Bryce Canyon National Park


After leaving Capitol Reef, another 3-hour drive got me to Bryce Canyon City, just outside of Bryce Canyon National Park. Bryce Canyon City is the proverbial one-horse town. The major hotel, campground, RV park, gas station and restaurant is owned by one family. There is nothing wrong with this, I think that they did a decent job of civilizing the wilderness.

Bryce Canyon is known for its "hoodoos". According to Wikipedia, a hoodoo is "a tall, thin spire of rock that protrudes from the bottom of an arid drainage basin or badland. Hoodoos, which may range from 1.5 to 45 meters (4.9 to 147.6 ft), typically consist of relatively soft rock topped by harder, less easily eroded stone that protects each column from the elements. They generally form within sedimentary rock and volcanic rock formations." As you look thru the photos below, you can see that, while they all look the same, each set of formations is different from the others.

At Bryce Canyon I deviated from my usual logical way of visiting and keeping track of what each photo location is. I think I was getting tired of touring, so the names might not be totally accurate, but the beauty is. So, just enjoy the beauty.



My first morning was a cold. The weather in Moab was in the 60's and 70's. This picture shows the temperature sensor on my rental car. The 34 degree indication was taken about an hour after I got up. It was 25 when I started, and warmed up to the high 40's. BRRRRRR!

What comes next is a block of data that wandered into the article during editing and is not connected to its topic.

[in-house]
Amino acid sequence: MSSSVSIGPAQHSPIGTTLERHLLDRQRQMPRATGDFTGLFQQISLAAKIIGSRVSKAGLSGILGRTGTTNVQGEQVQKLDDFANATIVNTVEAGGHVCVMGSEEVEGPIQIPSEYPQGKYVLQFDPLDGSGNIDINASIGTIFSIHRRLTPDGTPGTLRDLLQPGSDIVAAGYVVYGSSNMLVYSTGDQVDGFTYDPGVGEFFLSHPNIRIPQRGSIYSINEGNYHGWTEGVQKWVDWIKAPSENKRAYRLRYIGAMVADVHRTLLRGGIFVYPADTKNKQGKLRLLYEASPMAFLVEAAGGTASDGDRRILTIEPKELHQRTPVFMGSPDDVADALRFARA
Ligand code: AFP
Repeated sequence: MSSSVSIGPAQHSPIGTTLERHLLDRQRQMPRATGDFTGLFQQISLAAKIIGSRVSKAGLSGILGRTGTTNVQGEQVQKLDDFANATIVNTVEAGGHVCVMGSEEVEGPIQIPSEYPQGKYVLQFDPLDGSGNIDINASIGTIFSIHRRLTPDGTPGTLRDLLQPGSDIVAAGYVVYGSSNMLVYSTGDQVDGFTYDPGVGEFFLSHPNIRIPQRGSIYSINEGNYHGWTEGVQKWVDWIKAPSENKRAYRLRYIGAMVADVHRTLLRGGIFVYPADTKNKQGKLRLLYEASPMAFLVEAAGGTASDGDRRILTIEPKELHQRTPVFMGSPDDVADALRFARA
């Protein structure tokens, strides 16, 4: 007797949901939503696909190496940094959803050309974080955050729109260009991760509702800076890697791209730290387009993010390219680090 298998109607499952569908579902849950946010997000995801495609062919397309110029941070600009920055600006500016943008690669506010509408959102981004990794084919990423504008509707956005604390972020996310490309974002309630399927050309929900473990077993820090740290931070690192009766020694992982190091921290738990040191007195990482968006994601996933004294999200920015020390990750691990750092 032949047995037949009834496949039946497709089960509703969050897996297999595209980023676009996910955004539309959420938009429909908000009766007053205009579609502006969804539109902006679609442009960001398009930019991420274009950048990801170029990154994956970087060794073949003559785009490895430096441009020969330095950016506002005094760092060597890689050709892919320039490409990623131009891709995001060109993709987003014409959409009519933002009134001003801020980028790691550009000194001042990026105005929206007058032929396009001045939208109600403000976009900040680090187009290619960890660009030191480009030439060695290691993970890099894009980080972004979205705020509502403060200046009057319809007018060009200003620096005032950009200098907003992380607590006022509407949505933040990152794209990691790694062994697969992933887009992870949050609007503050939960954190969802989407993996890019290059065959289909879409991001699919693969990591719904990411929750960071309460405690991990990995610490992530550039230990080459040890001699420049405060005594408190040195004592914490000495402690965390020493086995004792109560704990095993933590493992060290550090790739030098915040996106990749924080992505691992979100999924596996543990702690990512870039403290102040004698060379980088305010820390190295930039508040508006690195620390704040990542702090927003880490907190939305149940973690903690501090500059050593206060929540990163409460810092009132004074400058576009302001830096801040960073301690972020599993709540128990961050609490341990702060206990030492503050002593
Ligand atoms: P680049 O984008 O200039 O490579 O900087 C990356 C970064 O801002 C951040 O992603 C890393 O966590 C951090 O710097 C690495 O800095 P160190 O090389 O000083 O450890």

The first afternoon I went to "Inspiration Point". While it was impressive, after a week of natural beauty, I was not easily inspired.

Another afternoon shot near the north end of the Park.

The wall of the canyon provides a nice contrast to the hoodoos below.

Looking down from the plateau, the valleys below are forested and deep.

This shows that, on a clear day, you can see for almost 100 miles.

At this area, The upper reaches of the canyon wall is full of caverns and hollows. It looks like the box seats in an opera house/

The roadway in Bryce is 18 miles long, and the recommended route is to drive to "Rainbow Point" and work your way north. So this is Rainbow Point.

This is a shot of "Black Birch Canyon". You can see that the hoodoos are different here than at the previous location

At Black Birch Canyon, the trees grow up an over the rim of the canyon, and view stretches out in the distance.

This is Ponderosa Canyon, named no doubt for the ponderosa pines.


This location is called Agua Canyon.

This location is called "Natural Bridge", but technically it is an arch and not a bridge.

This is an area called Swamp Canyon - no idea why.

This is at Far Point - namely the horizon is a far point in the distance.

At Sunrise Point you get a view of the Boat Mesa, and the Sinking Ship Mesa.

Many of the hoodoos in the park have names. The pillar in this photo is called "Thor's Hammer".

Another view of Thor's Hammer. There is a trail one can walk down to get to the bottom of this canyon. Maybe next time.

All things considered, Bryce Canyon is a great place for geology fans to visit, as well as for the rest of us. Beauty is everywhere, and during the summer, so are the tourists. I found that early November was idea as it was not too cold yet, and the tourists were - for the most part - gone. If you ever visit Las Vegas, go to Bryce Canyon, which is a couple hours to the north east.


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